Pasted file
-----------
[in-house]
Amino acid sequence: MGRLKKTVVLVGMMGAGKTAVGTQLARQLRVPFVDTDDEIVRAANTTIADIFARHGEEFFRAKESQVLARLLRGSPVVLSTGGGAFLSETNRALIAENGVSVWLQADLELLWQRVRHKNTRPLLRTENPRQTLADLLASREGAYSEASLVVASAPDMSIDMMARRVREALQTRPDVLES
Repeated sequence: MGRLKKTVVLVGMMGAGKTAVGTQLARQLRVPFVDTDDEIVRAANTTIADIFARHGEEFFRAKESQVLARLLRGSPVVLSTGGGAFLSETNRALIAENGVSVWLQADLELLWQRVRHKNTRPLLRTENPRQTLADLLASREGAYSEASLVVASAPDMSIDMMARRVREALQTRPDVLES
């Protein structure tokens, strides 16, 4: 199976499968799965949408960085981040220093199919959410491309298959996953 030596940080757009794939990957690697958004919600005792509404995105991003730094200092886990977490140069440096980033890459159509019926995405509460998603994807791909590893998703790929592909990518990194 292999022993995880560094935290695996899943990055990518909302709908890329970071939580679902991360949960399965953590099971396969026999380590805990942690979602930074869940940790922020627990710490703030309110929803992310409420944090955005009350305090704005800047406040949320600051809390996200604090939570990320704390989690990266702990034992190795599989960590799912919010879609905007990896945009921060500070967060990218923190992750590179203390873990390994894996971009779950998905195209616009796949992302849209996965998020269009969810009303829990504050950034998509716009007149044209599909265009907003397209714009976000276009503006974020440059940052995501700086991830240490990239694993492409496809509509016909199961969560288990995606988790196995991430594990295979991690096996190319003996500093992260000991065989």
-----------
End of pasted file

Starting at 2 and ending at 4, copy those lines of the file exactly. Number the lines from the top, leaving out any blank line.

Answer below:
Amino acid sequence: MGRLKKTVVLVGMMGAGKTAVGTQLARQLRVPFVDTDDEIVRAANTTIADIFARHGEEFFRAKESQVLARLLRGSPVVLSTGGGAFLSETNRALIAENGVSVWLQADLELLWQRVRHKNTRPLLRTENPRQTLADLLASREGAYSEASLVVASAPDMSIDMMARRVREALQTRPDVLES
Repeated sequence: MGRLKKTVVLVGMMGAGKTAVGTQLARQLRVPFVDTDDEIVRAANTTIADIFARHGEEFFRAKESQVLARLLRGSPVVLSTGGGAFLSETNRALIAENGVSVWLQADLELLWQRVRHKNTRPLLRTENPRQTLADLLASREGAYSEASLVVASAPDMSIDMMARRVREALQTRPDVLES
């Protein structure tokens, strides 16, 4: 199976499968799965949408960085981040220093199919959410491309298959996953 030596940080757009794939990957690697958004919600005792509404995105991003730094200092886990977490140069440096980033890459159509019926995405509460998603994807791909590893998703790929592909990518990194 292999022993995880560094935290695996899943990055990518909302709908890329970071939580679902991360949960399965953590099971396969026999380590805990942690979602930074869940940790922020627990710490703030309110929803992310409420944090955005009350305090704005800047406040949320600051809390996200604090939570990320704390989690990266702990034992190795599989960590799912919010879609905007990896945009921060500070967060990218923190992750590179203390873990390994894996971009779950998905195209616009796949992302849209996965998020269009969810009303829990504050950034998509716009007149044209599909265009907003397209714009976000276009503006974020440059940052995501700086991830240490990239694993492409496809509509016909199961969560288990995606988790196995991430594990295979991690096996190319003996500093992260000991065989």